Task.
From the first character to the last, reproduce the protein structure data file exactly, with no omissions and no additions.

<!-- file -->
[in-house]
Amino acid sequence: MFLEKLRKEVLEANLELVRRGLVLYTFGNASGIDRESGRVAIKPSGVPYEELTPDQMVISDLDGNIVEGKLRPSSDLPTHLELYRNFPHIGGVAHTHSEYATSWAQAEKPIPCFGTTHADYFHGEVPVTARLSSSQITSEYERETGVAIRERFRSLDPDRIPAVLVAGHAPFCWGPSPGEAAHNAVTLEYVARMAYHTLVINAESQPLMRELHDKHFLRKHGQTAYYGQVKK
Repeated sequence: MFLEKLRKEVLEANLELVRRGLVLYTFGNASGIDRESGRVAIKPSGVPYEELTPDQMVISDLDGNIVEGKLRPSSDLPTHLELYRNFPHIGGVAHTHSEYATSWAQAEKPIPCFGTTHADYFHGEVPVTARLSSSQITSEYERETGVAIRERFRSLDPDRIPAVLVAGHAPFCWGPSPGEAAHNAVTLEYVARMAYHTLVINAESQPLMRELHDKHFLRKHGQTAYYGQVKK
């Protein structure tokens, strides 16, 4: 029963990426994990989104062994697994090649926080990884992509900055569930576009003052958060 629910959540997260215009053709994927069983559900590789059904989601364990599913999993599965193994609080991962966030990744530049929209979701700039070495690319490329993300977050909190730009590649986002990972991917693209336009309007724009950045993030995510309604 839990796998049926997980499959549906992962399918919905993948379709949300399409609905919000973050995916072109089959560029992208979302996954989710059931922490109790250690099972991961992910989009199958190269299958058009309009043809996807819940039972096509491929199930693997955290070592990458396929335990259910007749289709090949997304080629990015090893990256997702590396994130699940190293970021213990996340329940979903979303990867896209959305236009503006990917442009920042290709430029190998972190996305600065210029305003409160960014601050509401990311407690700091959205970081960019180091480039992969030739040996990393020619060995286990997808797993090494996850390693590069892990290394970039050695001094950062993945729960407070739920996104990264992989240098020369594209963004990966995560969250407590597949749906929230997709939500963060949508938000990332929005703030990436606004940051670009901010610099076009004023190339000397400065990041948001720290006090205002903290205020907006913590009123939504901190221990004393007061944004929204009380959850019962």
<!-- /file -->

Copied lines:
[in-house]
Amino acid sequence: MFLEKLRKEVLEANLELVRRGLVLYTFGNASGIDRESGRVAIKPSGVPYEELTPDQMVISDLDGNIVEGKLRPSSDLPTHLELYRNFPHIGGVAHTHSEYATSWAQAEKPIPCFGTTHADYFHGEVPVTARLSSSQITSEYERETGVAIRERFRSLDPDRIPAVLVAGHAPFCWGPSPGEAAHNAVTLEYVARMAYHTLVINAESQPLMRELHDKHFLRKHGQTAYYGQVKK
Repeated sequence: MFLEKLRKEVLEANLELVRRGLVLYTFGNASGIDRESGRVAIKPSGVPYEELTPDQMVISDLDGNIVEGKLRPSSDLPTHLELYRNFPHIGGVAHTHSEYATSWAQAEKPIPCFGTTHADYFHGEVPVTARLSSSQITSEYERETGVAIRERFRSLDPDRIPAVLVAGHAPFCWGPSPGEAAHNAVTLEYVARMAYHTLVINAESQPLMRELHDKHFLRKHGQTAYYGQVKK
């Protein structure tokens, strides 16, 4: 029963990426994990989104062994697994090649926080990884992509900055569930576009003052958060 629910959540997260215009053709994927069983559900590789059904989601364990599913999993599965193994609080991962966030990744530049929209979701700039070495690319490329993300977050909190730009590649986002990972991917693209336009309007724009950045993030995510309604 839990796998049926997980499959549906992962399918919905993948379709949300399409609905919000973050995916072109089959560029992208979302996954989710059931922490109790250690099972991961992910989009199958190269299958058009309009043809996807819940039972096509491929199930693997955290070592990458396929335990259910007749289709090949997304080629990015090893990256997702590396994130699940190293970021213990996340329940979903979303990867896209959305236009503006990917442009920042290709430029190998972190996305600065210029305003409160960014601050509401990311407690700091959205970081960019180091480039992969030739040996990393020619060995286990997808797993090494996850390693590069892990290394970039050695001094950062993945729960407070739920996104990264992989240098020369594209963004990966995560969250407590597949749906929230997709939500963060949508938000990332929005703030990436606004940051670009901010610099076009004023190339000397400065990041948001720290006090205002903290205020907006913590009123939504901190221990004393007061944004929204009380959850019962």